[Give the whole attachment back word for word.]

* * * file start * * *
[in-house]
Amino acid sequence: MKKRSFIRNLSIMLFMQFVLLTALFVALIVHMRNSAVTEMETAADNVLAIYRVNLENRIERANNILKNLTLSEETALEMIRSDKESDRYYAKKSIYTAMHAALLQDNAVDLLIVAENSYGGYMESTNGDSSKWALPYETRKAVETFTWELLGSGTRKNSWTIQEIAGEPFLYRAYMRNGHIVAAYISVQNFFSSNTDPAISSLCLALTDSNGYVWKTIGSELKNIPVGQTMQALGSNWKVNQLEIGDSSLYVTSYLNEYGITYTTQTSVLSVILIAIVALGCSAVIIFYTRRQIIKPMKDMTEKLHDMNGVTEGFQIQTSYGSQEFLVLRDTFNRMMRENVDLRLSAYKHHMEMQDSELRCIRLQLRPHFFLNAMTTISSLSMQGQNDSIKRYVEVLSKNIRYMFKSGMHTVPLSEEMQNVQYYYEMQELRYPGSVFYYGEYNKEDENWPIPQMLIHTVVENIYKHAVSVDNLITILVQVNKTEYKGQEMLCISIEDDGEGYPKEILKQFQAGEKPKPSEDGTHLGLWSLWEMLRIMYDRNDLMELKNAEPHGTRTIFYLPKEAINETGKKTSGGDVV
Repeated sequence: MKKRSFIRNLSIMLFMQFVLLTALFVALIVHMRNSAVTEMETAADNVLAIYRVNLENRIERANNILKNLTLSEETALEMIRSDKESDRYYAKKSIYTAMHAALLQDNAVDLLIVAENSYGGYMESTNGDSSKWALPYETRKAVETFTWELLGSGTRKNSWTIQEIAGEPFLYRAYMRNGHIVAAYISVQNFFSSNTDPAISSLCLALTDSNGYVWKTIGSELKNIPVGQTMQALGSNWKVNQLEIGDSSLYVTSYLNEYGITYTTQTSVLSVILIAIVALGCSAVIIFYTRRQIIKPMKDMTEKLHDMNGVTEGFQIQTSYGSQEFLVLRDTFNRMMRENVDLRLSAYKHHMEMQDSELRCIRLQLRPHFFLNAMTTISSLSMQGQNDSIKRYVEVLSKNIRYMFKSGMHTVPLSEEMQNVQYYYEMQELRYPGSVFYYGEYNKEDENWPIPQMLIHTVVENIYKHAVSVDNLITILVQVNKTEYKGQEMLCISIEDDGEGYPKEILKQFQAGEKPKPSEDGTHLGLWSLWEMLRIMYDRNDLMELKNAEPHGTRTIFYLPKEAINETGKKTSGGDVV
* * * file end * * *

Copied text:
[in-house]
Amino acid sequence: MKKRSFIRNLSIMLFMQFVLLTALFVALIVHMRNSAVTEMETAADNVLAIYRVNLENRIERANNILKNLTLSEETALEMIRSDKESDRYYAKKSIYTAMHAALLQDNAVDLLIVAENSYGGYMESTNGDSSKWALPYETRKAVETFTWELLGSGTRKNSWTIQEIAGEPFLYRAYMRNGHIVAAYISVQNFFSSNTDPAISSLCLALTDSNGYVWKTIGSELKNIPVGQTMQALGSNWKVNQLEIGDSSLYVTSYLNEYGITYTTQTSVLSVILIAIVALGCSAVIIFYTRRQIIKPMKDMTEKLHDMNGVTEGFQIQTSYGSQEFLVLRDTFNRMMRENVDLRLSAYKHHMEMQDSELRCIRLQLRPHFFLNAMTTISSLSMQGQNDSIKRYVEVLSKNIRYMFKSGMHTVPLSEEMQNVQYYYEMQELRYPGSVFYYGEYNKEDENWPIPQMLIHTVVENIYKHAVSVDNLITILVQVNKTEYKGQEMLCISIEDDGEGYPKEILKQFQAGEKPKPSEDGTHLGLWSLWEMLRIMYDRNDLMELKNAEPHGTRTIFYLPKEAINETGKKTSGGDVV
Repeated sequence: MKKRSFIRNLSIMLFMQFVLLTALFVALIVHMRNSAVTEMETAADNVLAIYRVNLENRIERANNILKNLTLSEETALEMIRSDKESDRYYAKKSIYTAMHAALLQDNAVDLLIVAENSYGGYMESTNGDSSKWALPYETRKAVETFTWELLGSGTRKNSWTIQEIAGEPFLYRAYMRNGHIVAAYISVQNFFSSNTDPAISSLCLALTDSNGYVWKTIGSELKNIPVGQTMQALGSNWKVNQLEIGDSSLYVTSYLNEYGITYTTQTSVLSVILIAIVALGCSAVIIFYTRRQIIKPMKDMTEKLHDMNGVTEGFQIQTSYGSQEFLVLRDTFNRMMRENVDLRLSAYKHHMEMQDSELRCIRLQLRPHFFLNAMTTISSLSMQGQNDSIKRYVEVLSKNIRYMFKSGMHTVPLSEEMQNVQYYYEMQELRYPGSVFYYGEYNKEDENWPIPQMLIHTVVENIYKHAVSVDNLITILVQVNKTEYKGQEMLCISIEDDGEGYPKEILKQFQAGEKPKPSEDGTHLGLWSLWEMLRIMYDRNDLMELKNAEPHGTRTIFYLPKEAINETGKKTSGGDVV